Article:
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article imageOp-Ed: Iran's auto industry will gain from easing of sanctions

By Ken Hanly     Nov 27, 2013 in Technology
Tehran - Sasan Ghorbani is organizing an Iranian auto industry conference for next weekend, with interest suddenly much greater following the Geneva agreement. The agreement will ease trade restrictions and enable Iran to buy more auto parts abroad.
Ghorbani is head of the Iranian auto-parts manufacturers association. Ghorbani said that he did not know the sanctions would be lifted just days ahead of the conference he planned.
Before the Islamic revolution and after the US helped overthrow the democratically elected Mossadegh regime, business relations between the US and Iran were very good during the reign of the Shah: In toasting the shah, President Jimmy Carter called the former Persia an “island of stability in one of the more troubled areas of the world.” As recently as 1978, Harvard Business School ran a campus out of Iran’s capital, a Tom Friedman-worthy experiment that now survives on Facebook (FB). Israel, for long an ally of the shah, plied his kingdom with military and medical technology and dispatched troops to aid in earthquake relief. "
Iran has long been isolated with little western investment especially from the US. Jim O'Neill of Goldman Sachs asset management, who first used the BRIC's term, includes Iran among his list of promising Next-11 (PDF) frontier markets. He notes that the country is young and Iranian people very much desire western goods. Once the sanctions are eased there is a reasonably high growth environment. Already in the auto sector Iran has a large auto industry.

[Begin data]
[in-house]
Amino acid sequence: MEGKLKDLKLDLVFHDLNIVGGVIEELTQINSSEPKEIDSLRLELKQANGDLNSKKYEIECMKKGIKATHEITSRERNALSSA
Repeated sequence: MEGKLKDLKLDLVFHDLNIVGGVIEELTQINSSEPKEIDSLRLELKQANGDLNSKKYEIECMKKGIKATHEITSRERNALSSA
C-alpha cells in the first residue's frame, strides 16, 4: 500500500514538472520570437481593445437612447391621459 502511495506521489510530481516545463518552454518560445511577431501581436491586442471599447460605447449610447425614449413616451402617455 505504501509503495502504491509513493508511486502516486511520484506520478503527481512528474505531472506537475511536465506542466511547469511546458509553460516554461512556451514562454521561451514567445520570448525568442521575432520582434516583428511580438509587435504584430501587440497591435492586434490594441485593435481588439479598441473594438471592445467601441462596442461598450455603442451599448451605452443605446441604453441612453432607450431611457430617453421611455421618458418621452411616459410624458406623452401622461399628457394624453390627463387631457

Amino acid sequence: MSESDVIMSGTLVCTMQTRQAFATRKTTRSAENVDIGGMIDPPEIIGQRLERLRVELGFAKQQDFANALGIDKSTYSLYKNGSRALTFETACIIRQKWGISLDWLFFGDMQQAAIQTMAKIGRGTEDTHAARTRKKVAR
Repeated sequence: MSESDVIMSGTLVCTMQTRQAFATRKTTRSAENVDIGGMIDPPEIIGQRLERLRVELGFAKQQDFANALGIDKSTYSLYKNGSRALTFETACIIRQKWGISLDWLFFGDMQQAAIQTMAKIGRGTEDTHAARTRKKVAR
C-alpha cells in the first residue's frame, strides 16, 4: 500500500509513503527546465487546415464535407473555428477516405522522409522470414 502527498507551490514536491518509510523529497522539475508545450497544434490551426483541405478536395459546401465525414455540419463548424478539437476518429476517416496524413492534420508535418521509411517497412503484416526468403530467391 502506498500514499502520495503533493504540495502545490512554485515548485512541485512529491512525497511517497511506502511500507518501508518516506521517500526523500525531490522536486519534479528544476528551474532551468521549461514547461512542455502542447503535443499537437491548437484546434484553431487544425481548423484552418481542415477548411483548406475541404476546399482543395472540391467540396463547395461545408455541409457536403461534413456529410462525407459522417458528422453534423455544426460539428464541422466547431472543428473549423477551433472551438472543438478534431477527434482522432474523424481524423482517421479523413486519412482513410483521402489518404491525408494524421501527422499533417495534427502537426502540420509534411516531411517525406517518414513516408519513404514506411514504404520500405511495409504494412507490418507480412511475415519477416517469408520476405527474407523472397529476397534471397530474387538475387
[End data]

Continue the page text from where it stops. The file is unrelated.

After oil and gas, the Iranian automotive industry is the second most active in the country adding almost 10 per cent to GDP. The industry first developed under the regime of the Shah, but after the Islamic revolution in 1979 went into decline only to begin growing very quickly since 2000 to pass the one million production mark in the 2007-2008 year compared to just 200 thousand under the Shah. In 2009 Iran was fifth in the world in rate of car production growth after China, Taiwan, Romania. and India.
There are many joint ventures between Iranian and foreign carmakers: These automakers are in joint venture with several popular international automakers such as Peugeot, Citroen (France), Volkswagen (Germany), Nissan (Japan), Toyota (Japan), Kia Motors (South Korea), Proton (Malaysia), Chery (China) and many other established producers of light and heavy vehicles such as Renault (France), BMW, Mercedes Benz (Germany), Daewoo and Hyundai (South Korea) have emerged since 1991. Sanctions impacted the auto sector severely particularly with respect to spare parts. However, this has also helped Iran to develop its own auto parts manufacturing sector. In 2012 auto production dropped as much as 40 percent, caused not just by the sanctions but by removal of government subsidies. However, there is now renewed interest in the area especially by outside investors. Among those who will attend the auto conference are:" Renault SA (RNO) and Italy’s Pininfarina SpA (PINF), according to the event’s website. " The US claims the deal will bring Iran benefits worth $7 billion over the six months duration of the deal. This includes $1.5 billion in revenue from the suspension of sanctions on industries including the auto and petrochemical industry.
Iran still has numerous economic problems but many such as Ghorbani are optimistic: “Eventually we are looking for partnership with international companies for joint investments to build inside Iran. [ Investors] are after new markets, and I think Iran’s market is a virgin territory and has enough potential for investment.” Peugeot sold many cars in Iran before the sanctions: "PSA Peugeot Citroen (UG), Europe’s second-largest carmaker, sold 458,000 vehicles in Iran in 2011 before the trade sanctions, making it the second-biggest market after France. Chief Financial Officer Jean-Baptiste de Chatillon said last year that the sanctions had cut 10 million euros ($13.5 million) a month from operating profit." Not only Iranians will profit from the easing of sanctions but so will western investors, a fact that may encourage further negotiations and easing of tensions.
This opinion article was written by an independent writer. The opinions and views expressed herein are those of the author and are not necessarily intended to reflect those of
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